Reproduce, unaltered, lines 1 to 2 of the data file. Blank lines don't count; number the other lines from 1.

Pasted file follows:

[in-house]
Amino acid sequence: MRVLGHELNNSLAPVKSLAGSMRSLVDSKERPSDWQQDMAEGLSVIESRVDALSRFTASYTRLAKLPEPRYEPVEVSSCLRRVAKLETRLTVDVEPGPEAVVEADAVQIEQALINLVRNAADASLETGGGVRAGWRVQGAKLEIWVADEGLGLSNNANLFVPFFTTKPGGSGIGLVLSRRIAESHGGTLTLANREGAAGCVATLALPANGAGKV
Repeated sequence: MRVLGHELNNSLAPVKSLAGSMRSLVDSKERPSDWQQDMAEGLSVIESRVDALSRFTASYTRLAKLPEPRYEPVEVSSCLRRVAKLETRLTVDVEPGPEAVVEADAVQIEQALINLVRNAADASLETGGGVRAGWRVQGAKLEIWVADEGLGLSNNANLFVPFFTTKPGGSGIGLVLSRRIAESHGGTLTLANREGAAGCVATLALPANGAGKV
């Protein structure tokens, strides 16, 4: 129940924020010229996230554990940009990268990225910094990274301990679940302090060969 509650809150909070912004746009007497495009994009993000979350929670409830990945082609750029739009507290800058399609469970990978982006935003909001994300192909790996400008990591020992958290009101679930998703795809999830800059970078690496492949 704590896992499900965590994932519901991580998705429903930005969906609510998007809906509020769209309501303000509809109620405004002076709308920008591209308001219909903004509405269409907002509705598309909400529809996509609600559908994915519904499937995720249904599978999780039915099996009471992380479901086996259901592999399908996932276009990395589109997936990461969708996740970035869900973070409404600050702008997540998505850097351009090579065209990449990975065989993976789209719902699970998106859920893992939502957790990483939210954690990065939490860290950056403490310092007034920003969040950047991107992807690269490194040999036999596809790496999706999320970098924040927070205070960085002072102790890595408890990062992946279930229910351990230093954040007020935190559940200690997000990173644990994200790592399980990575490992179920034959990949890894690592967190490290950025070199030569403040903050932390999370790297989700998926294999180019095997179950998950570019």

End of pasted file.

[in-house]
Amino acid sequence: MRVLGHELNNSLAPVKSLAGSMRSLVDSKERPSDWQQDMAEGLSVIESRVDALSRFTASYTRLAKLPEPRYEPVEVSSCLRRVAKLETRLTVDVEPGPEAVVEADAVQIEQALINLVRNAADASLETGGGVRAGWRVQGAKLEIWVADEGLGLSNNANLFVPFFTTKPGGSGIGLVLSRRIAESHGGTLTLANREGAAGCVATLALPANGAGKV